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"The Unity Shaders Bible" Author on Using Unity For Technical Art

The author of "The Unity Shaders Bible", Fabrizio Espíndola, explained how he got into technical art 10 years ago, discussed shader creation in Unity, and shared some advice on how to stand out professionally.


Hello everyone. I'm Fabrizio Espíndola, a Senior Technical Artist with over ten years of experience in the video game industry. My journey with video games began in 2012 as a 3D Generalist at a Japanese company called DeNA, which had a branch in Santiago, Chile, at that time. There, I enjoyed working on titles like Star Wars GD, D&D Arena of War, and Timenauts, I really liked the latter.

I would say my career as a Technical Artist truly began when I left DeNA in early 2016. The truth is, I wanted to be an entrepreneur and provide technical services for games, so I started learning everything related to shaders, optimization, and other stuff; at that time, it was in high demand. Actually, the idea of Jettelly was born at this point, but it didn't materialize until 2018.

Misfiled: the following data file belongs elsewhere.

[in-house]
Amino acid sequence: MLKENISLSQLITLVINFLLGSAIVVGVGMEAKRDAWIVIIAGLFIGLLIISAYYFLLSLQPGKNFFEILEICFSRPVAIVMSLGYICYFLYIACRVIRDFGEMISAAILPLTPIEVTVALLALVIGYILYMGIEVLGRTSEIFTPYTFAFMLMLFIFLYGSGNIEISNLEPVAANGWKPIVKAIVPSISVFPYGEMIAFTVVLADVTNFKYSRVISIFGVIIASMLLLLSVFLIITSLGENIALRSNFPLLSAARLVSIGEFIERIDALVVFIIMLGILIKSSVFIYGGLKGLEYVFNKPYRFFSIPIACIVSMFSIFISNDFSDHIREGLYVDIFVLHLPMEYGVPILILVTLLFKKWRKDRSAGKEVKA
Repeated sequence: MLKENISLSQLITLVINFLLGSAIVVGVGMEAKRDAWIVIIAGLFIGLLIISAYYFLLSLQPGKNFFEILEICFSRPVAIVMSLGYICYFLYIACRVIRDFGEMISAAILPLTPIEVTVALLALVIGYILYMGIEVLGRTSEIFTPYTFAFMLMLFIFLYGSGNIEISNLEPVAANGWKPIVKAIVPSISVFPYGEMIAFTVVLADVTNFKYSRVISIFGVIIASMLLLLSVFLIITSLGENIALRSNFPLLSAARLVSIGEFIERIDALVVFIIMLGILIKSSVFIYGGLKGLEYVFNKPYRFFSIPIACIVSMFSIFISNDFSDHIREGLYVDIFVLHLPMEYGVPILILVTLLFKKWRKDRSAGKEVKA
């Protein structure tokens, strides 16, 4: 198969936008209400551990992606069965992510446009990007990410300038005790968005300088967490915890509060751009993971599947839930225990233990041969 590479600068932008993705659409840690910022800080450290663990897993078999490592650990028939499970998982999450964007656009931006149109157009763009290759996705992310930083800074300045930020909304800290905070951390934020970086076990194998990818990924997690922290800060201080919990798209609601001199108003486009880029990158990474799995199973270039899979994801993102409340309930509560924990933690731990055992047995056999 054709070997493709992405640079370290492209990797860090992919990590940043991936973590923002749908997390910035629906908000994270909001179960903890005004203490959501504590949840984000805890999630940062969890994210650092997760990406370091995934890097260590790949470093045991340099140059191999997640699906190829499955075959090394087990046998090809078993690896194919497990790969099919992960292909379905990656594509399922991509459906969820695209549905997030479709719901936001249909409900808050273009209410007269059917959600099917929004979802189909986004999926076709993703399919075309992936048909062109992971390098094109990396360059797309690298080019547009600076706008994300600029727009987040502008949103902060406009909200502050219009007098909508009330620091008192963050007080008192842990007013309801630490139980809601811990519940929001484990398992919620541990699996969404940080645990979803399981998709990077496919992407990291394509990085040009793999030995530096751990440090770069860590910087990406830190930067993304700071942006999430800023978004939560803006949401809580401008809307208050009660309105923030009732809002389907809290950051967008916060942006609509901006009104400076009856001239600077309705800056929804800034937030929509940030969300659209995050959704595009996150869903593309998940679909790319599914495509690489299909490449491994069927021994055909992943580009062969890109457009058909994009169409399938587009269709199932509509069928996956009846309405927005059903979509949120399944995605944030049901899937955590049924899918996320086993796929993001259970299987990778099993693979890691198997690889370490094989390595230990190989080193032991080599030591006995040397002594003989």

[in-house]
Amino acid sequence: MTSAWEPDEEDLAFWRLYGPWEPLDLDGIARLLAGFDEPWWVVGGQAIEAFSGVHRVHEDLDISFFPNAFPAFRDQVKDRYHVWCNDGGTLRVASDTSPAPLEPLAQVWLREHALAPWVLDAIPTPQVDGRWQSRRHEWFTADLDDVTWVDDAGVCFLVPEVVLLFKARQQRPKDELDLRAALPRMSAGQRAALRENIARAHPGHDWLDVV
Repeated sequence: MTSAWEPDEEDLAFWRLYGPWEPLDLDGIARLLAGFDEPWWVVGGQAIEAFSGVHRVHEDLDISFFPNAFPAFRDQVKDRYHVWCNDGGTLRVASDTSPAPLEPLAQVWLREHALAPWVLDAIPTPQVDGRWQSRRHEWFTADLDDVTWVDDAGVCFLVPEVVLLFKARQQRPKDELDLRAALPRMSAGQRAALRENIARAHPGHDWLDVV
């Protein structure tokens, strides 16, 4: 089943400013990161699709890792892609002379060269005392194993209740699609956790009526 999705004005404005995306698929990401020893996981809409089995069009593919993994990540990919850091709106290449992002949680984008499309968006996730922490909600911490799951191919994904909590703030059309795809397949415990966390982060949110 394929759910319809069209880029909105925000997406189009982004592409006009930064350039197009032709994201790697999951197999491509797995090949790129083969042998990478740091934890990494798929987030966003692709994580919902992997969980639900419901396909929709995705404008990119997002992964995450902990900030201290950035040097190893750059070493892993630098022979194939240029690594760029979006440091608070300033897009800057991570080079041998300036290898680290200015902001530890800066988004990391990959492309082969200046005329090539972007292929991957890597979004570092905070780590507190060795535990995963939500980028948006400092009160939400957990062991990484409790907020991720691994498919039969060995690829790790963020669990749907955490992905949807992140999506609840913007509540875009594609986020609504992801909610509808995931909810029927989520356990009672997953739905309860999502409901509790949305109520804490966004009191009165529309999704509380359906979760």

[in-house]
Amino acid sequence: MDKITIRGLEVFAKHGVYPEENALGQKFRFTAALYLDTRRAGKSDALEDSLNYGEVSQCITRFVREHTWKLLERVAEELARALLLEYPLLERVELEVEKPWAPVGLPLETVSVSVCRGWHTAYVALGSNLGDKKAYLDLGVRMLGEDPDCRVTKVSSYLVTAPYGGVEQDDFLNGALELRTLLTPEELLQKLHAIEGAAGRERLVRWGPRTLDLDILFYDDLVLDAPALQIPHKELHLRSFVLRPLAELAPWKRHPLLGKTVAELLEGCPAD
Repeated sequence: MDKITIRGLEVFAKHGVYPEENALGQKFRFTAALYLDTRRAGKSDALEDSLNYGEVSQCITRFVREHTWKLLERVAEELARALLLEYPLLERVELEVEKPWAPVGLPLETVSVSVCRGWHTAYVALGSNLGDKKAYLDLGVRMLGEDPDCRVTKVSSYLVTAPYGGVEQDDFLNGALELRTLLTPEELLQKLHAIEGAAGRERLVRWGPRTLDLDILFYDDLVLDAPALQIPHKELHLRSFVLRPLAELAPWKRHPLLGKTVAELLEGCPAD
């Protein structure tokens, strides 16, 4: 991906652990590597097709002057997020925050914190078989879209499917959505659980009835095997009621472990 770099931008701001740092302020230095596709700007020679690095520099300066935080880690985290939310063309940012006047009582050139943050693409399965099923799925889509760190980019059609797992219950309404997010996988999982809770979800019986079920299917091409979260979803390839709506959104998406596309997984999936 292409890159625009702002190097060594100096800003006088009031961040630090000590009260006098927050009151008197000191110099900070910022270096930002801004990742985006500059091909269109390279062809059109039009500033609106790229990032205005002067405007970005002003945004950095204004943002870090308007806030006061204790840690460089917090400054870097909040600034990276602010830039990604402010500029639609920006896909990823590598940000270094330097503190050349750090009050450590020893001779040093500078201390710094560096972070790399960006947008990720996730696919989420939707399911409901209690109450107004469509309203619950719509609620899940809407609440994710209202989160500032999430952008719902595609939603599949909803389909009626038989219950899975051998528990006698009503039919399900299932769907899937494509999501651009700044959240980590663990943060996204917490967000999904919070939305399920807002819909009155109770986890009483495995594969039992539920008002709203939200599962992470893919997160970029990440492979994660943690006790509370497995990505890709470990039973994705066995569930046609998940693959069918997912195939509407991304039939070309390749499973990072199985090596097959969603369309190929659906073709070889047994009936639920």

During my study days, I worked with companies like OSMO, where we developed Super Studio Disney Frozen 2. Additionally, I worked on personal projects like Nom Noms, a game we developed at Jettelly and later published with HyperBeard. It was fascinating to work on this project; it could have done better financially, but I loved it!

Currently, I am developing tools at Rovio, the creators of Angry Birds. I can't talk much about the project we're working on, but I'm sure you'll love it once it's released.

Unity and Its Advantages